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Old 08-01-2013, 02:43 PM   #51
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Interesting. I never once thought about gallstones.
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Old 08-01-2013, 03:09 PM   #52
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just to throw a spanner in the works, a friend who is a physician told me that to some degree (obvs not toooo much) we all have to accept loss of muscle mass when we lose weight--and that although lots of muscle/bone mass is optimal, you don't need as much muscle mass when you are smaller. I understand how important it is to preserve muscle, and believe you me, I work out 5-7 times a week, so I am committed to doing what I can, but her take on it was that we have to accept some loss of mass as a part of the "deconstruction" process. Thoughts?
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Old 08-01-2013, 03:43 PM   #53
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Well, if that is true, which I'm sure that it is, ouizoid, then the only alternative is to stay fat. Surely, losing weight regardless of losing some muscle mass is better than obesity. A broken hip or osteoperosis is not something anyone would want, but it's better than a heart attack. Ideally, we wouldn't have ever gained the weight.
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Old 08-01-2013, 07:06 PM   #54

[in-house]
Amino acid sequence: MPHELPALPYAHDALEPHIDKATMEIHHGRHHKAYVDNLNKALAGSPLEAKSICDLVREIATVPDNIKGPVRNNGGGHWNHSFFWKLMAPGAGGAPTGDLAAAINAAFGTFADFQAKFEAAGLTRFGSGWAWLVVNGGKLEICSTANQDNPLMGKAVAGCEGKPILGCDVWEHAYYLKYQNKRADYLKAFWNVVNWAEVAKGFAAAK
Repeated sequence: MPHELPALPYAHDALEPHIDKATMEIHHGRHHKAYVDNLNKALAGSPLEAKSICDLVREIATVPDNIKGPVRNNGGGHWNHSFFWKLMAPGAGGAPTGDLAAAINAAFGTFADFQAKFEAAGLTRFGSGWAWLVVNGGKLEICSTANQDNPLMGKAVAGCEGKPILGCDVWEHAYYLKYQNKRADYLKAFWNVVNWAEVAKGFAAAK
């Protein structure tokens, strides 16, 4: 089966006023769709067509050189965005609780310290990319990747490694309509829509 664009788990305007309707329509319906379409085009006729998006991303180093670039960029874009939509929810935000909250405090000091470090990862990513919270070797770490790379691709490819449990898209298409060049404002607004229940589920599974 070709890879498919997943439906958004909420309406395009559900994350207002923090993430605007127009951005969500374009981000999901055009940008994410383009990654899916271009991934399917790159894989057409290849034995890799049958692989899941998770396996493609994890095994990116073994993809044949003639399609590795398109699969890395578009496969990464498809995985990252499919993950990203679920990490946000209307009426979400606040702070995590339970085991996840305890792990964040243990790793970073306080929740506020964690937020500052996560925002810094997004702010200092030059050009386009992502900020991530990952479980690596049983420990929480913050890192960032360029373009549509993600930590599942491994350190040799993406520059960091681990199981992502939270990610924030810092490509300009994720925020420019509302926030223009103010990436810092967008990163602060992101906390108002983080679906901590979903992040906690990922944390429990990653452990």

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Well, that can be taken two ways, depending on your goal.

My goal is to keep my muscle mass and get into a healthy BF percentage. That means I'll still be "overweight," according to BMI charts. That doesn't matter to me.

If my goal was to get down to what BMI says is "healthy," I would have to lose muscle as well. That's silly, IMO. I don't need to be 140 pounds to be healthy, and why would I sacrifice the metabolism and health benefits of more muscle?

She's correct that simply walking and living won't require as much muscle as with a larger body, but that's what workouts are for. As long as you work to maintain it, and feed it appropriately, there's no reason to lose much as you lose excess fat.

That being said, it's almost inevitable that you'll lose at least a tiny bit. lost half a pound of muscle (and 23.5 lbs of fat) in the five months between my latest tests is pretty much the best one can hope for. I want to keep that loss under five pounds total by the time I get to goal. That would make me ecstatic.

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Old 08-01-2013, 07:12 PM   #55
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Came across this article in the NYTimes yesterday, thought it was interesting, and applicable to our conversation.

PHYS ED JULY 31, 2013, 12:01 AM
How Exercise Changes Fat and Muscle Cells
By GRETCHEN REYNOLDS

Exercise promotes health, reducing most people’s risks of developing diabetes and growing obese. But just how, at a cellular level, exercise performs this beneficial magic — what physiological steps are involved and in what order — remains mysterious to a surprising degree.